In particular, I want to make three suggestions toward a different approach to the Biblical Hebrew verbal system based on the analysis of the vav-prefixed forms that I have just presented. As so many other Hebrew teachers, I too have turned to writing my own grammar. Thus, I will illustrate how the theory of the Hebrew verb I have just described can be presented to first-year students by citing portions of an unpublished grammar that I have co-authored with Robert Holmstedt of the University of Toronto (Cook and Holmstedt 2007).4
First, the vav-prefixed forms should not be treated as analogous or identical phenomena. They deserve separate treatments in the grammar discussion and descriptions that relate them to something with which the students are familiar or at least with which they are more familiar than Hebrew grammar. Thus, for example, in Cook and Holmstedt the vav-prefixed imperfect is labeled the “past narrative” form and described as follows:
Languages typically use a past tense or perfective aspect verb form for narrating past events (e.g., English Simple Past). Some languages, however, may devote a particular verb form entirely to literary narrative (e.g., French Passé Simple). In Biblical Hebrew an archaic past tense verb predominates and is mostly restricted to past narrative passages (Cook and Holmstedt 2007: 57).
The modal use of the perfect is presented in the grammar without any reference to the distinct and separate phenomenon of the past narrative form, as illustrated by the following excerpt:
The Perfect Conjugation was described in Lesson 4 as expressing perfective aspect. The Perfect is also used to express non-indicative modality.… The most common modal function of the Perfect is to mark (semantically) subordinate clauses. These are equivalent to English clauses beginning with ‘if/when/so that/in order that/because’, i.e., conditional, purpose, result, or causal clauses.… The modal use of the Perfect is distinguished from the indicative by its word order: the Perfect functioning modally will have a verb-subject word order (Cook and Holmstedt 2007: 53).
Admittedly, teaching beginning students of Biblical Hebrew to distinguish forms based on word order is a challenge, thus there is a certain practicality required, as evidenced by the following note appended to the preceding quote:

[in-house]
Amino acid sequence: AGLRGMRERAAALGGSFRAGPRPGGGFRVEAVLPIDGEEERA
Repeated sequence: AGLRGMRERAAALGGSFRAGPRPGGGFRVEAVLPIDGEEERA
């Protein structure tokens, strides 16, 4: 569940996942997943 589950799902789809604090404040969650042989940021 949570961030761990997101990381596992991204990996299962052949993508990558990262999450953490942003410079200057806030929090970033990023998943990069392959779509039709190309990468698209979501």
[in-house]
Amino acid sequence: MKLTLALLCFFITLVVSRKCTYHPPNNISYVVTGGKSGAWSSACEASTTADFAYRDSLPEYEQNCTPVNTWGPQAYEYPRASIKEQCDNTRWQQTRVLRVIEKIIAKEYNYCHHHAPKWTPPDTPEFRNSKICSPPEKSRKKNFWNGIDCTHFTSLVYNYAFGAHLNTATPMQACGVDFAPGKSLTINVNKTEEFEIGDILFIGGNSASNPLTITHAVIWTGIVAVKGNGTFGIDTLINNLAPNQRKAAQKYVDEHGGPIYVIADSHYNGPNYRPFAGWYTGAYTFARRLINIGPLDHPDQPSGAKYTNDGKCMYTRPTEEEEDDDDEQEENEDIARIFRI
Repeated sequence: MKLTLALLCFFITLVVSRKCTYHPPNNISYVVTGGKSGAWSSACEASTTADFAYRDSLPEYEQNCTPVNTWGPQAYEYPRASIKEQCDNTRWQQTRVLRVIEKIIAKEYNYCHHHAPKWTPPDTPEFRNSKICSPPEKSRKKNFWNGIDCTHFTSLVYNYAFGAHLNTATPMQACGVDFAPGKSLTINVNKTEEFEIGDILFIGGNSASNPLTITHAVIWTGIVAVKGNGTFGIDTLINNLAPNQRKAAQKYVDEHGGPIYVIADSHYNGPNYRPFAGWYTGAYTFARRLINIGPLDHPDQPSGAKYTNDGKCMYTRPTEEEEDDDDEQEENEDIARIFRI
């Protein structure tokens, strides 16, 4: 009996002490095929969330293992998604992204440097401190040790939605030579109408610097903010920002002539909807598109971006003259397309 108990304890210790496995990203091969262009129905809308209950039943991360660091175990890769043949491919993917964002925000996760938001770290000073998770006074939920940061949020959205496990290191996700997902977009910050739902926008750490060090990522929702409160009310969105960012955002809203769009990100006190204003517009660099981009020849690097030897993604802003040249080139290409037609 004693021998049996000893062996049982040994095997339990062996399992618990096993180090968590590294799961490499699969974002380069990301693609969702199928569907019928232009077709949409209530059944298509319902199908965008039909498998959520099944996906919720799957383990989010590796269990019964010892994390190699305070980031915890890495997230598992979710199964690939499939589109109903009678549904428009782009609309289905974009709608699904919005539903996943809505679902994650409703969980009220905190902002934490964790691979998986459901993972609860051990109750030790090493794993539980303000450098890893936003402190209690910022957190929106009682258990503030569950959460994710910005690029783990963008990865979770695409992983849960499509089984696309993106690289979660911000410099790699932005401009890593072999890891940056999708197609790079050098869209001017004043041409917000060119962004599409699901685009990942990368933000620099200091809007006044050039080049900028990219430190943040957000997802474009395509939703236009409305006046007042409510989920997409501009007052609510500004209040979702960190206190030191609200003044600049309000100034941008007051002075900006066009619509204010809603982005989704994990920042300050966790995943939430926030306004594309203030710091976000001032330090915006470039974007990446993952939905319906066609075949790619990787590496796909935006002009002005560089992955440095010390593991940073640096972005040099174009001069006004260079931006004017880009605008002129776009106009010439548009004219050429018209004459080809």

Often the subject is not explicit in BH clauses; in such cases, it is impossible to identify whether a perfect is used modally or not based on the word order. However, because most modal Perfects are prefixed with the vav conjunction, the presence of the conjunction is a good introductory way to distinguish the modal from the indicative use of the verb. (Cook and Holmstedt 2007: 53).
Note, however, that while this note directs the student to pay some attention to the prefixed vav, it is not because the conjunction in any way contributes to the form or meaning of the modally used perfect. Rather, given Biblical Hebrew’s predilection for coordinated clauses, the vav-conjunction is a useful indicator of the clause boundary.
This presentation of the modal perfect raises two difficulties that deserve to be addressed further. First, there is the issue of word order in Biblical Hebrew. While the analysis of the modal perfect presented here does not require adopting the word order theory espoused in the grammar, it makes more sense when taken together with it. The word order view underlying the grammar is that Biblical Hebrew has a basic subject-verb word order in indicative clauses, and a verb-subject word order in non-indicative or modal clauses, as illustrated by the contrastive examples in (2) and (3).
(2) Indicative (subject-verb order) וְאָבִיו שָׁמַר אֶת־הַדָּבָר
‘and his father kept the word’ (Genesis 37:11)